Do You Know What Business You’re In?
What the Publishing Industry Can Learn From Kodak
Part 1 of 3
Last month one of America’s most venerable and recognizable companies, Eastman Kodak Co., filed for bankruptcy after a long, steady decline in revenue. I’ve been reading various business analysts’ explanations and deconstructions of what went wrong, and all I keep thinking is, holy cow, I hope everyone in publishing is paying attention.
Writers, agents and publishers can glean lessons from the mistakes Kodak made. I’m not a business analyst, but I’ve managed to put together a list of points I think we should keep in mind, if we don’t want to go the way of Kodak. (This is the first of three posts on the topic.) Today’s focus: Knowing our business.
Herewith, the first 3 things I think we can learn from Kodak.
1. We need to correctly identify the business we’re in.
Analysts seem to agree that Kodak operated as if they perceived themselves as being in the film business, long after film had been pushed out of the way in favor of digital. Even as they were rolling out new digital products, they marketed them as ways to support their film business. They continued on the idea that consumers wanted physical photos, as if “physical photos” were the core of their business.
In fact, Kodak was really in the business of “moments.” The Kodak Moment. Had they embraced this larger truth, they would have been asking themselves “How can we continue to help people capture and share their Kodak moments?” But instead they were asking “How can we get people to continue printing out their photos using our products?”
Publishers, agents and authors need to start from this very important truth: We are not in the “book” business. We are in the business of storytelling. This encompasses entertainment, information, ideas, creativity, inspiration, and intellectual exploration. It also comprises a social element—the relationship between reader and writer. We are in the business of fostering this relationship.
As we figure out ways to move into the future, we will only be successful if we stay focused on remembering exactly what our business is.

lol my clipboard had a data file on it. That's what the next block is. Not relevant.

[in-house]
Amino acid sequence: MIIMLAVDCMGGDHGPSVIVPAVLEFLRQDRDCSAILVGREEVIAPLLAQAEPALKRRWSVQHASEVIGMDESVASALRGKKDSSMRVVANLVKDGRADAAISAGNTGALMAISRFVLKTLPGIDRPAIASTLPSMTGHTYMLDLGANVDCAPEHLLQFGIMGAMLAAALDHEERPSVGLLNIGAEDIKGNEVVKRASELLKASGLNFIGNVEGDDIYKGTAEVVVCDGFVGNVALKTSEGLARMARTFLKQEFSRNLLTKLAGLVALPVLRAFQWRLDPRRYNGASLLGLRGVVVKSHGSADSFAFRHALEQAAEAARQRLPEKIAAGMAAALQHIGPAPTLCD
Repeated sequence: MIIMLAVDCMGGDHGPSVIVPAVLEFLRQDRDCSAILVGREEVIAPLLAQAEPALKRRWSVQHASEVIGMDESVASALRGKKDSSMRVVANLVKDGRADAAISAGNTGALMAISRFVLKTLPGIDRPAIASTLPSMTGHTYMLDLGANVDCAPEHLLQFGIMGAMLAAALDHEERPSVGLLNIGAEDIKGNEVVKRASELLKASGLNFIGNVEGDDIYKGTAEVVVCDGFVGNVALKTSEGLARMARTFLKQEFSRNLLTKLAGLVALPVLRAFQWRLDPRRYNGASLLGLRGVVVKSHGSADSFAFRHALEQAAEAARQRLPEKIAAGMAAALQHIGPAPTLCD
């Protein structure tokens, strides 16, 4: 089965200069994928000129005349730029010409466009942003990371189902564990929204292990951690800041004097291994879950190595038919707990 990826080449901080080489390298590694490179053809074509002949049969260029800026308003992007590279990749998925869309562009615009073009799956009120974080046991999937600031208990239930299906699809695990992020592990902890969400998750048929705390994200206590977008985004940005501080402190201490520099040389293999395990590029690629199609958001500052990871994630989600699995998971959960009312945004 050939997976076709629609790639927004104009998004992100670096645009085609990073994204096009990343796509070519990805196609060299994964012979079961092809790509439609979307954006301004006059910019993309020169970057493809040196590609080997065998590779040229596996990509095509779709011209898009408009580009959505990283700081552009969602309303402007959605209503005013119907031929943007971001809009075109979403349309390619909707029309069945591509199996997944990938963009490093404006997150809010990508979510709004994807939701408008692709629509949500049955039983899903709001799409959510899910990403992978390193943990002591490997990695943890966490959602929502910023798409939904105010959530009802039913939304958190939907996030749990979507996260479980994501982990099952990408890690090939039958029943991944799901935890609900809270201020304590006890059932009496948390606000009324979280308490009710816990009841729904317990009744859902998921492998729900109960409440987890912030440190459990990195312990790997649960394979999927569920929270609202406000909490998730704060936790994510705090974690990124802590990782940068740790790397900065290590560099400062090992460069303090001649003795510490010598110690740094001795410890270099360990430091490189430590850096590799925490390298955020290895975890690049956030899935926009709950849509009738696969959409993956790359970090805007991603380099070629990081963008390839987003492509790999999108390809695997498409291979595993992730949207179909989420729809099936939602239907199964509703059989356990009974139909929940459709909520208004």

2. We can’t be afraid of cannibalizing our own businesses in the short run to make progress in the long run.
This idea of cannibalizing is a popular one among the analysts covering Kodak’s demise. It means that in order to adapt to developing technologies and market conditions, companies often have to put out products that compete with their own existing products—and usually these new products won’t be as profitable.
Publishers are steeped in the “printed book business” and may be reluctant to step out and aggressively market digital products that will detract from their print business. But they must, if they are to innovate and stay ahead of the curve (or at least on it) rather than fall so far behind that they can’t recover.
Agents have the same problem. Spending time helping our clients develop products outside the purview of the traditional publishers clearly subtracts from the time we have to spend on selling to publishers. But many of us already realize that “selling to publishers” isn’t our core business, but connecting writers with readers is. So we are exploring ways to help our clients connect with their readership in all kinds of ways, both inside and outside the traditional publishing model. Yes, it cannibalizes our original business to an extent; but if we are to remain relevant, we have no choice.
3. We should find new ways to generate revenue while serving consumers’ wants and needs.
Part of Kodak’s enormous success for so many decades was the sheer profitability of selling film. There was an insatiable demand for it; everyone needed it; there was no substitute for film—if you wanted a picture, you either had to paint one or you needed film. Film had high profit margins and was seemingly as necessary to humans as air.
Until digital came along.
Kodak apparently kept trying to hang on to the profit model of film, long after it was impossible to maintain or resurrect. They never fully believed that there would have to be a whole new profit model.
These days, revenues and profit are the biggest struggle for anyone involved in publishing. We’re in a tug-of-war as consumers become less willing to plunk down fifteen bucks for a reading experience when so much is available free or very cheap.
We need to be asking ourselves, “What’s valuable to a reader? What are they willing to pay for? What are they NOT willing to pay for? What do they want that they’re not getting, and how can we figure out a way to provide it (for a price)?” We’re faced with the challenge of convincing readers that the value of a “book” lies in the experience, not in the ownership of a physical product.
What we can’t do is assume we’ll all be able to continue indefinitely making a profit from the old printed-book model with its advance-and-royalty structure and physical distribution to actual stores. It’s going to end, so we’d better be ready with alternatives.
Those are some opening thoughts that occurred to me as I’ve been reading about the Kodak debacle. Some questions for you:
- What business do you think we are in? If not “the book business,” then what?
- Is there any risk for writers of cannibalizing their own businesses as they seek to keep up with changing market requirements?
- What problems can you foresee for writers in developing new profit models, and what ideas do you have for possible solutions?